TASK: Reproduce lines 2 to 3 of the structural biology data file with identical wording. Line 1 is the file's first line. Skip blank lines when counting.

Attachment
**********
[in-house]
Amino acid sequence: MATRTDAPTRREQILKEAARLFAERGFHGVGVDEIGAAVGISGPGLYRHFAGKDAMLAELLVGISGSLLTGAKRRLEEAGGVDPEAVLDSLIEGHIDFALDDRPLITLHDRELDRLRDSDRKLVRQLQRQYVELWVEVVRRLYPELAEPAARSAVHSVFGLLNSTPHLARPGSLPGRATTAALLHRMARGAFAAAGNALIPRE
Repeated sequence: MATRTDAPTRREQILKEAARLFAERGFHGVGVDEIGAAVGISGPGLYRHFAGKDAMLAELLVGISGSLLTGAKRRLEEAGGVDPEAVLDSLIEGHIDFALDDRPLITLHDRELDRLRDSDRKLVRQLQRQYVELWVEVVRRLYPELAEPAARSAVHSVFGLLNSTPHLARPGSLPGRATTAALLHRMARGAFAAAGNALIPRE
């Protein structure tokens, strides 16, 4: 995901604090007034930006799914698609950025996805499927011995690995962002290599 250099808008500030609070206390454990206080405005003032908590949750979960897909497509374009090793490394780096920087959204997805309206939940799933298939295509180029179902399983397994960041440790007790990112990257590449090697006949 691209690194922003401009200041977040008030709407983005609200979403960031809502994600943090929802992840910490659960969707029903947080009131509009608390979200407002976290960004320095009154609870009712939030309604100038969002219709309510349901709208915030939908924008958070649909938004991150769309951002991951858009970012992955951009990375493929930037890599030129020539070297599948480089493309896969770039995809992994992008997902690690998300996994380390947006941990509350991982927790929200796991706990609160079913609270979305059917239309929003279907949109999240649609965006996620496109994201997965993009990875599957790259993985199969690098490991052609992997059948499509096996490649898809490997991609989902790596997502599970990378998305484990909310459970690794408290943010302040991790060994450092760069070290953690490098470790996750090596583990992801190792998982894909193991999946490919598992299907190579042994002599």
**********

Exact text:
Amino acid sequence: MATRTDAPTRREQILKEAARLFAERGFHGVGVDEIGAAVGISGPGLYRHFAGKDAMLAELLVGISGSLLTGAKRRLEEAGGVDPEAVLDSLIEGHIDFALDDRPLITLHDRELDRLRDSDRKLVRQLQRQYVELWVEVVRRLYPELAEPAARSAVHSVFGLLNSTPHLARPGSLPGRATTAALLHRMARGAFAAAGNALIPRE
Repeated sequence: MATRTDAPTRREQILKEAARLFAERGFHGVGVDEIGAAVGISGPGLYRHFAGKDAMLAELLVGISGSLLTGAKRRLEEAGGVDPEAVLDSLIEGHIDFALDDRPLITLHDRELDRLRDSDRKLVRQLQRQYVELWVEVVRRLYPELAEPAARSAVHSVFGLLNSTPHLARPGSLPGRATTAALLHRMARGAFAAAGNALIPRE